"One year from now it will be August 9, 2018. I'll be 28 years old. I'd like to live in an airy white farmhouse with a garden in the back. (One that I actually tend to!) I'd love to have a studio filled with natural light and a place for everything. I want to sit on our deck every night and watch the sunset with Alex, phone-free. I want my relationship with God to be stronger than ever and to pray out loud more. I want to launch an online watercolor course and create some courses or even a watercolor retreat with my dad. I'd like to snowboard more, take last-minute weekend getaways and bake cookies for the post office."

So minus the snowboarding, how much more money do those things really cost? It's funny, we always want more, but the things we truly desire don't necessarily cost a dime. 

If you don't set your enough, you'll skip right past it.

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Right now, I'm about to hit my one-year mark of being an artist full-time, and I can't wait to start making these tweaks for year two. It's easy to chase the hustle (and it's a good thing too), but it's hard to be content with the enough.

And that's right where I want to be.

I'm saying yes to holding tight to my why, and I'm embracing the freedom that comes with focusing on gratitude instead of growth. I'm saying yes to saying no. I'm saying yes to stability, purpose, contentment and harmony. (I know that sounds like a bunch of nice words I picked out of a hat, but they're super intentional!) I'm saying yes to turning down the noise. I'm saying yes to giving myself grace in case I completely screw it all up.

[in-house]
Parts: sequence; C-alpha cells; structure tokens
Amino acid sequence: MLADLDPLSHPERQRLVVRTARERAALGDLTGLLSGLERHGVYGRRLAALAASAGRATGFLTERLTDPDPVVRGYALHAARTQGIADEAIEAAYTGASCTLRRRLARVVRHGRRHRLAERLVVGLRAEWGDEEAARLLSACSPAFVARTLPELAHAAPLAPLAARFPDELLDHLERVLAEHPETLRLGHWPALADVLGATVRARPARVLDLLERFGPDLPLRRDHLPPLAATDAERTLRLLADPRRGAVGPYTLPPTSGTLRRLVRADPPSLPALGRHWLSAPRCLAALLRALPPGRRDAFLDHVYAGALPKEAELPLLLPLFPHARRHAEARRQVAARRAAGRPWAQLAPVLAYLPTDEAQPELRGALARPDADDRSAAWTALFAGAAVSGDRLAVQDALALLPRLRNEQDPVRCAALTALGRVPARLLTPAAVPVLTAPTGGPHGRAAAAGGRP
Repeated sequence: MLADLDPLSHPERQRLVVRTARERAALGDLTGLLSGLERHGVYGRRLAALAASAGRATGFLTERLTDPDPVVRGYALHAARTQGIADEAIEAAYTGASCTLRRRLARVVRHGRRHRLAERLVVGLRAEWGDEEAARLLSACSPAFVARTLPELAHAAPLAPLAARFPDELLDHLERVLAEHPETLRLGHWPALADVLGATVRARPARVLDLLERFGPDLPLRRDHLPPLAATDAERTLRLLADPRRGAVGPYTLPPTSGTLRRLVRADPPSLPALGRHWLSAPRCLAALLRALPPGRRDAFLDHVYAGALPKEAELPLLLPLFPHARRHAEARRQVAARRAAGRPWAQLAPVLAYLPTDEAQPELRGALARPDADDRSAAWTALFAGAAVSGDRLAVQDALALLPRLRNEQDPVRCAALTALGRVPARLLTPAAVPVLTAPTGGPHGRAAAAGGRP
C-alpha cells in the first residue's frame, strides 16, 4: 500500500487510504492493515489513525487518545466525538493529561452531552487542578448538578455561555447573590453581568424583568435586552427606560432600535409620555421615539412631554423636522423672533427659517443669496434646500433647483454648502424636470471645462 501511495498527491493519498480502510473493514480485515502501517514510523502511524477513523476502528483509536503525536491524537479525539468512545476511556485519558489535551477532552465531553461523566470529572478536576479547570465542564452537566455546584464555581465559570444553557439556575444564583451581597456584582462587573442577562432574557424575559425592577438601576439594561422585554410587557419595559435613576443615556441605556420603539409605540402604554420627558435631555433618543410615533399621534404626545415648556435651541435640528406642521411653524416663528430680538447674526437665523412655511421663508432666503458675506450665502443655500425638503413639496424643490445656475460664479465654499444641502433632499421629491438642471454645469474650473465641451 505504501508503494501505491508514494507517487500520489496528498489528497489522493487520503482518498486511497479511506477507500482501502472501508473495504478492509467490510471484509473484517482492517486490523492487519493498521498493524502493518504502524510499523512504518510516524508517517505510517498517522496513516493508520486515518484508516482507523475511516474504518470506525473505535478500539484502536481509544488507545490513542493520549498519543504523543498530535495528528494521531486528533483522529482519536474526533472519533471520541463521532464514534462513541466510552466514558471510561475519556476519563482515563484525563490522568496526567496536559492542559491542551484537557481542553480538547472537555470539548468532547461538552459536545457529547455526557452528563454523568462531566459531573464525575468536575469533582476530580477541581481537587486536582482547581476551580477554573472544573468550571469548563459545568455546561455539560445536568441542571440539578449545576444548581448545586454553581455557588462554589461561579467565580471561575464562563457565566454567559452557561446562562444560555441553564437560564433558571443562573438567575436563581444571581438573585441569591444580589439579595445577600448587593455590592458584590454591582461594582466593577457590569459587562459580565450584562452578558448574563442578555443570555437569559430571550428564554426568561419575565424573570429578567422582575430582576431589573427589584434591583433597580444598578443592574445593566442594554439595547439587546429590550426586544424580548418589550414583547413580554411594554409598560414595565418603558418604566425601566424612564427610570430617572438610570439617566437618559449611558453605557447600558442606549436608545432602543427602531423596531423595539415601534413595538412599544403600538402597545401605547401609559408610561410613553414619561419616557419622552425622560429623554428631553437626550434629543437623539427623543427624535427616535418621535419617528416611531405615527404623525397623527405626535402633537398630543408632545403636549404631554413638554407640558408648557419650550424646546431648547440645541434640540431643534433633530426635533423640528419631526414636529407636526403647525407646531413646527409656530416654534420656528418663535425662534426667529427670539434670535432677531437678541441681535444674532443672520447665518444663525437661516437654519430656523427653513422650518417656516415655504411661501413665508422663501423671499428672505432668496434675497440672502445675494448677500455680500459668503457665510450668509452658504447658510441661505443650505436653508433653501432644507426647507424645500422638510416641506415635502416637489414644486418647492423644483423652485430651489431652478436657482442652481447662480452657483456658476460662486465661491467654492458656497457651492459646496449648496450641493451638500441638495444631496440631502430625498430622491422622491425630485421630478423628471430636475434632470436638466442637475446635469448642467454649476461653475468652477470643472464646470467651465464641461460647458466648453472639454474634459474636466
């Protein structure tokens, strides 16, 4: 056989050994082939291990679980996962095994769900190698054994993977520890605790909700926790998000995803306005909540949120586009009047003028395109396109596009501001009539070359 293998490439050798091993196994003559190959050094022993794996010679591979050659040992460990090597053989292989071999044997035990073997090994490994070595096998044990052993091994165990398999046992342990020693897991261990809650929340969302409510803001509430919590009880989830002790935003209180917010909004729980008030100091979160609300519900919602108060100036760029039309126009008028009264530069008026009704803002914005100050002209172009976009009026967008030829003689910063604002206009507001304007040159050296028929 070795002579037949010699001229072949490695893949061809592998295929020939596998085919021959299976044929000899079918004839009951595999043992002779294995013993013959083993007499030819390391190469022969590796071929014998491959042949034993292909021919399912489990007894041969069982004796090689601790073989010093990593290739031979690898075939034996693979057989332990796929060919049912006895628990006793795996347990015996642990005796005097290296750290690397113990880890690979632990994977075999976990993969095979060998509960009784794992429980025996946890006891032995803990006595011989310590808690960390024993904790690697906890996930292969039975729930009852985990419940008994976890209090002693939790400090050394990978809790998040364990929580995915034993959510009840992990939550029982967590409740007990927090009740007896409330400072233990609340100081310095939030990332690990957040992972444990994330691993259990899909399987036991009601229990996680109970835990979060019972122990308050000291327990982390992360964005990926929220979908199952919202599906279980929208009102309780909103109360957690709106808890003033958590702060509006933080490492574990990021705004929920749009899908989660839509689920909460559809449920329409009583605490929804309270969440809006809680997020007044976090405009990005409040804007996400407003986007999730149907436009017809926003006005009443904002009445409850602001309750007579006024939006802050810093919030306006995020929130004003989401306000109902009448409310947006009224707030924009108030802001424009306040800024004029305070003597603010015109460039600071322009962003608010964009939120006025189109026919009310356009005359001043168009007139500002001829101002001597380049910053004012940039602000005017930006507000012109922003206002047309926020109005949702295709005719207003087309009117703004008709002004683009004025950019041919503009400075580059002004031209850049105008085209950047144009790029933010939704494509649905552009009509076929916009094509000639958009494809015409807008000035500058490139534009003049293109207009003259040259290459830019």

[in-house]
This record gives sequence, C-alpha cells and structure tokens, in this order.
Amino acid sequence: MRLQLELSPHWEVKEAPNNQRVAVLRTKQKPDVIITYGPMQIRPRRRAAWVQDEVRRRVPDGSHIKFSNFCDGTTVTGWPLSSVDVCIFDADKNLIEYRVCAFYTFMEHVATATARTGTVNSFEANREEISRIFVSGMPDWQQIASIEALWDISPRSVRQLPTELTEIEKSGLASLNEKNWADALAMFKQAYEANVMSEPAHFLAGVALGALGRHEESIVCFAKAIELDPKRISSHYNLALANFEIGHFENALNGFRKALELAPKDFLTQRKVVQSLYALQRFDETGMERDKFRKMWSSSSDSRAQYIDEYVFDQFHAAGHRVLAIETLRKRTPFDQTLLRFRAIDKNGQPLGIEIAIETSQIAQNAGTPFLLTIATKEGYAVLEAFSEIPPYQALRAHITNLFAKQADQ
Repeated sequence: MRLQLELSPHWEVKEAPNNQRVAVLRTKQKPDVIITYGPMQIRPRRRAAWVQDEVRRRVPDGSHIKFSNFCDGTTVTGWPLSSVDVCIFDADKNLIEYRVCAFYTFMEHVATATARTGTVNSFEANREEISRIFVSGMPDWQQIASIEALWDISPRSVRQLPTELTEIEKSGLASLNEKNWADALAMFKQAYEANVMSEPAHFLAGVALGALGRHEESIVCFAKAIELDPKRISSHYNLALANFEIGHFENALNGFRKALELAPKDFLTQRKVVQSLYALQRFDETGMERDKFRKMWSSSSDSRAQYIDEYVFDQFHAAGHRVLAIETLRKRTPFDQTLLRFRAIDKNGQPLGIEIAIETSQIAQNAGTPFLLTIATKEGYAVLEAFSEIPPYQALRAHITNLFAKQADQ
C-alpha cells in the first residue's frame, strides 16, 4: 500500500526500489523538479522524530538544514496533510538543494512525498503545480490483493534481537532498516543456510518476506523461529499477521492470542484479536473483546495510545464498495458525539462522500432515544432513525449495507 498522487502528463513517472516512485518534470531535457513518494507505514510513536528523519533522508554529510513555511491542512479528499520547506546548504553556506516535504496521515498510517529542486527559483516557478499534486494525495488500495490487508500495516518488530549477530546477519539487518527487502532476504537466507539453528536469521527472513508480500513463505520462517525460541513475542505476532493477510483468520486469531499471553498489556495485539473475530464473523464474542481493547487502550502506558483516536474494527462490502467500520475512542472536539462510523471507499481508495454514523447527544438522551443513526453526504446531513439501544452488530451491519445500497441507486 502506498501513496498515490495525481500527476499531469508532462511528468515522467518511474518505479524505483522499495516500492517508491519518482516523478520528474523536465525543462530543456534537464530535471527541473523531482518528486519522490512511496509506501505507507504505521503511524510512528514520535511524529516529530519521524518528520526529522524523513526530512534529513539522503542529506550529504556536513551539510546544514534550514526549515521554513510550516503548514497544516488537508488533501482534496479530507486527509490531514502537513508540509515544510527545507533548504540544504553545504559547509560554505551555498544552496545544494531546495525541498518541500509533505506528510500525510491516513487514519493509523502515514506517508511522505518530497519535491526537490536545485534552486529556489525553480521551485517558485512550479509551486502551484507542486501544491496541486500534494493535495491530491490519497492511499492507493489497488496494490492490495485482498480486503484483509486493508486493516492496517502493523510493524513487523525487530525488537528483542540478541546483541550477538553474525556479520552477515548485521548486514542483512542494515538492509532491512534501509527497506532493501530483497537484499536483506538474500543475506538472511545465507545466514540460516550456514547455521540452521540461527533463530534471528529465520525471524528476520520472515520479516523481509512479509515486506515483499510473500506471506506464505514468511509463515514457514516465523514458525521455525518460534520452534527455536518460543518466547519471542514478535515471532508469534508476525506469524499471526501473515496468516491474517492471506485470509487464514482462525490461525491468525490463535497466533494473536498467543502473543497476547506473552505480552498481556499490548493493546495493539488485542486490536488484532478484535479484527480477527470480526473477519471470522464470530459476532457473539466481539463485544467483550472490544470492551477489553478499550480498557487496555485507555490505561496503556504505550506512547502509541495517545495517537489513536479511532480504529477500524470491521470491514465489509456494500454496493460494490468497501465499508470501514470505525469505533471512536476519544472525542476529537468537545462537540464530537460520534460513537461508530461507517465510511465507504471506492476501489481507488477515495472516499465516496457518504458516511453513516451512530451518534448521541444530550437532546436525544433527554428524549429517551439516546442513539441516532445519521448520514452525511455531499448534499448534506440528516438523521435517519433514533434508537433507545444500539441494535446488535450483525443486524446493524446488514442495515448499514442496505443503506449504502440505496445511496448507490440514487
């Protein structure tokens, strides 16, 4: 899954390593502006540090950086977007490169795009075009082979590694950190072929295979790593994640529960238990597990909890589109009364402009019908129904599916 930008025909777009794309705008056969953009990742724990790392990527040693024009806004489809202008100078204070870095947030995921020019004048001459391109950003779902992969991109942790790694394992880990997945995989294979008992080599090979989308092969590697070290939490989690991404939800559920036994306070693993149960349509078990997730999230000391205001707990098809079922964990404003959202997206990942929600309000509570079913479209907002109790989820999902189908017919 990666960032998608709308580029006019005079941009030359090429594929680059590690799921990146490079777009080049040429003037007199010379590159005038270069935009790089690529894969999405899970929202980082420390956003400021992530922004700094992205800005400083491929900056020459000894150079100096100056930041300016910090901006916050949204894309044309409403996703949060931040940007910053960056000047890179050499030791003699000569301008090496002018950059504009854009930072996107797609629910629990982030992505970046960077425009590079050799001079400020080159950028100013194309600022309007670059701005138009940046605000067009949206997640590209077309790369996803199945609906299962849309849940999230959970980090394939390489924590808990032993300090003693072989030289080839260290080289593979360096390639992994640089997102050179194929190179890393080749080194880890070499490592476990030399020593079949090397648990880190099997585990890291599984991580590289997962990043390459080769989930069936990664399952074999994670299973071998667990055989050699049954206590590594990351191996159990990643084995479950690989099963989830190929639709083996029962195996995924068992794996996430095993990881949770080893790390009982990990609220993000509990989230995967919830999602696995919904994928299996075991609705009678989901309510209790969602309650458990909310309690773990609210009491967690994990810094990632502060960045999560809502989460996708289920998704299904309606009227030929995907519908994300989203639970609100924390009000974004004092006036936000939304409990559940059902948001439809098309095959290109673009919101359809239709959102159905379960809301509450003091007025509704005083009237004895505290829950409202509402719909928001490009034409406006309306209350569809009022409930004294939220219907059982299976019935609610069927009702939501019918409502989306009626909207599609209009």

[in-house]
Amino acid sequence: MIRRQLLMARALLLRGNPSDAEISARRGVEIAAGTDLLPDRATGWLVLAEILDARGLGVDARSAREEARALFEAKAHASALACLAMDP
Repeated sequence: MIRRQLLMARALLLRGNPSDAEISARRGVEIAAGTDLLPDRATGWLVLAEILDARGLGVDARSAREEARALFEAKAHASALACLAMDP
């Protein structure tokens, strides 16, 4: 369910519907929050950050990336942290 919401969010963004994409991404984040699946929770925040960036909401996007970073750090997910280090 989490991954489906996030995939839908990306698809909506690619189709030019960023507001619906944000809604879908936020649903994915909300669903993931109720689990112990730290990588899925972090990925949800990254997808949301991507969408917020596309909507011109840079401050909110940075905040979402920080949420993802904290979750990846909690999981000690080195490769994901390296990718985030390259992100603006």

And I'm saying THANK YOU to everyone who is helping me get there by sharing your stories and being major encouragers!

Creative at Heart Conference | Cami Monet | Photo Booth

So here's to the creatives and all the fabulous girls (and guys) I met at Creative at Heart who have shaped my perspective as business owner, a wife and a friend. You the real MVP! 

Creative at Heart ladies

P.S. I have about 638 more takeaways/revelations I need to share, but this is turning into a straight-up novel, so stay tuned for a separate post.

P.P.S. The beautiful photos are from the incredible Holly Felts who captured every detail!

Printed Mint Interview: My Biz Secrets and How I Got Started as a Watercolor Artist

Y'all I was SUPER DUPER excited when Printed Mint reached out to me to be a part of their #girlboss interview series! I feel like I can actually buy one of those cheesy Girl Boss coffee mugs now. (Except maybe not because my cabinets already look like the Starbucks stockroom.) I can be a total Chatty Cathy when it comes to talking about running a business and getting started in this industry, so get comfy and grab your reading glasses. I LOVE sharing all the tips and tricks I've learned in my first year as a business owner, and I'm always all ears when it comes to hearing new advice, so let me know your best #skillz in the comments! Let's dive in, shall we?